The successes of deep learning critically rely on the ability of neural networks to output meaningful predictions on unseen data – generalization. Yet despite its criticality, there remain fundamental open questions on how neural networks generalize. How much do neural networks rely on memorization – seeing highly similar training examples – and how much are they capable of human-intelligence styled reasoning – identifying abstract rules underlying the data? In this paper we introduce a novel benchmark, Pointer Value Retrieval (PVR) tasks, that explore the limits of neural network generalization. While PVR tasks can consist of visual as well as symbolic inputs, each with varying levels of difficulty, they all have a simple underlying rule. One part of the PVR task input acts as a pointer, giving the location of a different part of the input, which forms the value (and output). We demonstrate that this task structure provides a rich testbed for understanding generalization, with our empirical study showing large variations in neural network performance based on dataset size, task complexity and model architecture. The interaction of position, values and the pointer rule also allow the development of nuanced tests of generalization, by introducing distribution shift and increasing functional complexity. These reveal both subtle failures and surprising successes, suggesting many promising directions of exploration on this benchmark.READ FULL TEXT VIEW PDF
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The remarkable capabilities of neural networks across many different domains is critically reliant on their ability to generalize — output accurate predictions on unseen data. But despite its central importance, the mechanisms of neural network generalization are still poorly understood, with many unanswered questions. For example, in , it is shown that neural networks can surprisingly memorize training data with random labels. Is this a barrier to true, intelligent, generalization? Followup work paints a more nuanced picture, showing that like in humans, memorization can also aid generalization [15, 9]. But humans are also perform generalization through alternate approaches, such as abstract reasoning. Are general neural networks also capable of this?
Answering these questions on neural network generalization has gained pressing urgency as we increase the complexity of tasks being considered (e.g. object detection for self-driving, multimodal learning) [11, 8, 24], run into limits on the amount of diverse data available , and also require reasoning capabilities in high-stakes settings, e.g. medical data with distribution shifts [33, 22]. But progress in understanding generalization has been hindered by a lack of benchmarks that can distinguish between simple methods of generalization such as memorization or nearest neighbors from more complex approaches such as sophisticated reasoning.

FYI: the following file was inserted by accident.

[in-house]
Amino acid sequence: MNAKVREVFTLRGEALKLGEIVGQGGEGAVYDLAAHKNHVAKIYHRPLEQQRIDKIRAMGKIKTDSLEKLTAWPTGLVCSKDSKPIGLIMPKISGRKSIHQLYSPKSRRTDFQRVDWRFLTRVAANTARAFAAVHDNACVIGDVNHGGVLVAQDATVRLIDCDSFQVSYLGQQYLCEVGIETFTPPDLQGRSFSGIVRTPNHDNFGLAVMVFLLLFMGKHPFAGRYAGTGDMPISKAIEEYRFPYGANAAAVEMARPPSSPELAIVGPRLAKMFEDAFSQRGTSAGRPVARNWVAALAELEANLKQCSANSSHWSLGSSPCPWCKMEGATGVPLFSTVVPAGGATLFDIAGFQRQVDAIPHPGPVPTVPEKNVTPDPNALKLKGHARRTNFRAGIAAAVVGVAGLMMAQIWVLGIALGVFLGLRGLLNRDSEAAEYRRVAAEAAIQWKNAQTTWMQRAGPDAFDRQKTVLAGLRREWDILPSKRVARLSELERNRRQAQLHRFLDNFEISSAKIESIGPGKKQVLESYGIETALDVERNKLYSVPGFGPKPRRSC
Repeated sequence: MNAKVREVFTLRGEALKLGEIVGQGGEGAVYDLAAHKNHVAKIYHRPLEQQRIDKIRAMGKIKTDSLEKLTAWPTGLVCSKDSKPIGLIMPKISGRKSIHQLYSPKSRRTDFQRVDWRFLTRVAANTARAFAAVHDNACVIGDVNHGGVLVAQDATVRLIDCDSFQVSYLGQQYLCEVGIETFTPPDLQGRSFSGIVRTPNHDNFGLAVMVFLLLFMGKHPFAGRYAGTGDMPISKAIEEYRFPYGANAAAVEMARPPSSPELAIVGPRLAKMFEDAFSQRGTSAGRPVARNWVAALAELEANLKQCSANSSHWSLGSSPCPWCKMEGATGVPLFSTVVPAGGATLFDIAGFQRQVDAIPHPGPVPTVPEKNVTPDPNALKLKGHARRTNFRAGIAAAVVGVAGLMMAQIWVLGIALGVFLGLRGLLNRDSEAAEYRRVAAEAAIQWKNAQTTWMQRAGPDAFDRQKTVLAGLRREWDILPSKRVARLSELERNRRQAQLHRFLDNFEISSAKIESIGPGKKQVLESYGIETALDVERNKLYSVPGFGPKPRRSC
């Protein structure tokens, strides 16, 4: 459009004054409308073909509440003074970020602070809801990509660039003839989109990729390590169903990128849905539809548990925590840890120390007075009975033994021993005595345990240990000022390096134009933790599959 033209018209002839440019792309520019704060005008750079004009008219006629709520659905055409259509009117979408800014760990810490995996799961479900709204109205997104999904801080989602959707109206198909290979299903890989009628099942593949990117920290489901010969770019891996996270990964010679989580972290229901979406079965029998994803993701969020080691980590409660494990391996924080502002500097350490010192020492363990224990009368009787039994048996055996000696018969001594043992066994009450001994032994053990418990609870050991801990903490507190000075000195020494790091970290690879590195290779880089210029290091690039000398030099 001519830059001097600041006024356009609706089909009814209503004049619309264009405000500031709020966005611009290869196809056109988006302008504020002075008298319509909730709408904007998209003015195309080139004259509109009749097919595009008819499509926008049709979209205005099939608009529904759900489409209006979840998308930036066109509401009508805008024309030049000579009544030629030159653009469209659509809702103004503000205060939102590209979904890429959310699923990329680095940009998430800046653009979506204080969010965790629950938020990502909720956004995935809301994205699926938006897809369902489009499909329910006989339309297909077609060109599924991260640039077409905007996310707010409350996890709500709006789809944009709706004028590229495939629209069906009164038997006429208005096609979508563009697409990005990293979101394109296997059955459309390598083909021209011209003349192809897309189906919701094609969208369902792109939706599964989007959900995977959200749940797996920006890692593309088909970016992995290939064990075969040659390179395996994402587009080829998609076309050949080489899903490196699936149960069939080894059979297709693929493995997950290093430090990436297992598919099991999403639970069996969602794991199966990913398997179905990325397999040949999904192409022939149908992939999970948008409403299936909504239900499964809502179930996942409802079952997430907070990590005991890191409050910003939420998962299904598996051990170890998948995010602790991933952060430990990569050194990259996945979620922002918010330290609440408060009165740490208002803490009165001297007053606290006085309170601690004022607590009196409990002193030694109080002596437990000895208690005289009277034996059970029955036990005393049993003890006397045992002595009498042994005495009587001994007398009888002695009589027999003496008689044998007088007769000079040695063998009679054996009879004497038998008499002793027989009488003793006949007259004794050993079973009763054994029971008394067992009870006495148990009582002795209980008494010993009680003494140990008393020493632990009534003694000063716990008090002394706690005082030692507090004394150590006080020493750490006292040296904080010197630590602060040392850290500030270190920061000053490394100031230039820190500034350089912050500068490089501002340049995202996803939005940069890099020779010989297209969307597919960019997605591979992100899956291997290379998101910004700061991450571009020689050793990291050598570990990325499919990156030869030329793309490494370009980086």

In this work, we address this shortcoming, introducing a simple but versatile benchmark to test and understand the limits of neural network generalization. Specifically, our contributions are:
We introduce Pointer Value Retrieval (PVR), a family of tasks to study neural network generalization. PVR tasks can consist of visual or vectorized inputs, with natural ways to systematically vary task difficulty by introducing distribution shifts and/or increasing functional complexity.
All PVR tasks are unified by a simple rule, where part of the input acts as pointer, indicating a different location in the input which forms the value (output). This property means that PVR tasks require understanding of position, values and the rule connecting them, which naturally enables many rich task variations. It also allows targeted testing of which of these abstract concepts a model has learned, and which it has failed at.
We perform an empirical exploration of neural network generalization, starting with visual PVR tasks and introducing distribution shift. We analyze ways in which this causes models to fail, identifying important questions for progress on these tasks.
We then look at neural network generalization as the functional complexity of PVR tasks are varied. We introduce a family of functions to aggregate values into final output, and highlight connections between this and the notion of noise sensitivity from Boolean functions, which measure task difficulty.
We test multiple model architectures on vectorized PVR tasks with varying functional complexity, discovering performance differences between MLPs, Transformers and the recent MLP-Mixer.
We analyze the models for abstract concepts learned, discovering surprising successes on tasks combining functional complexity and distribution shift. We discuss the ramifications and important open questions for future exploration.
Neural network generalization and reasoning has been studied with several approaches/tasks distinct from our PVR framework. One active direction has looked at the capability of models to learn visual tasks in a few-shot setting [29, 31], on benchmarks such as Omniglot , and Bongard-LOGO . Our focus is not on few-shot, but faithfully learning the reasoning rule. Previous work has looked at learning rules in visual question answering [1, 13], drawing on classical work studying generalization . These rules are often much more complex than our simple pointer-value formulation. Other work with varied rules has looked at mathematical reasoning, both in the form of non-verbal, visual puzzles [2, 36] as well as more symbolic mathematical inputs [28, 27], with related efforts studied in RL [25, 35, 23]. There are also tasks exploring verbal reasoning abilities [17, 20], which are different from our setting with systematic difficulty variation. Sequence-to-sequence learning has been used to study compositional generalization [17, 14, 26]
, due to rapid advances in natural language processing in the past few years. However, the model architectures and learning dynamics are much more complicated to analyze than the classification setting. A line of literature design neural networks with dedicated symbolic components to improve systematic generalization[4, 5]. We instead focus on studying general architectures and analyze whether generalization behavior is learned from the data.